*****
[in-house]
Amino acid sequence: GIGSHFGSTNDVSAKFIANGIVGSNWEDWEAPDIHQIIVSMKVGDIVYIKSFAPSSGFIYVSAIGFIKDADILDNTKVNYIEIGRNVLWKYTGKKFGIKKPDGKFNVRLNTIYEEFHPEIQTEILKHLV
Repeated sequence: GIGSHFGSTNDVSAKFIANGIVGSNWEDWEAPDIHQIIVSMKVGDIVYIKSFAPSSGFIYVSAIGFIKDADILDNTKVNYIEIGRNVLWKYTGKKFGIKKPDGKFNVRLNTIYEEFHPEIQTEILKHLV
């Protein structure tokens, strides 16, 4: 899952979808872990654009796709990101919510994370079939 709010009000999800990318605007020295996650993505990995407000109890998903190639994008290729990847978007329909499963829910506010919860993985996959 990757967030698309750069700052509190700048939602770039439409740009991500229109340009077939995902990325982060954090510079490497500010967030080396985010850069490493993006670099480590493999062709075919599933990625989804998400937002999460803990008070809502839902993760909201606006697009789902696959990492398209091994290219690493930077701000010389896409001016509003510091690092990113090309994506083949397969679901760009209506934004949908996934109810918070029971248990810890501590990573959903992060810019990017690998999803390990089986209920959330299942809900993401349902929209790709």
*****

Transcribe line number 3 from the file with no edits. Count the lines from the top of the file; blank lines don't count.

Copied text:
Repeated sequence: GIGSHFGSTNDVSAKFIANGIVGSNWEDWEAPDIHQIIVSMKVGDIVYIKSFAPSSGFIYVSAIGFIKDADILDNTKVNYIEIGRNVLWKYTGKKFGIKKPDGKFNVRLNTIYEEFHPEIQTEILKHLV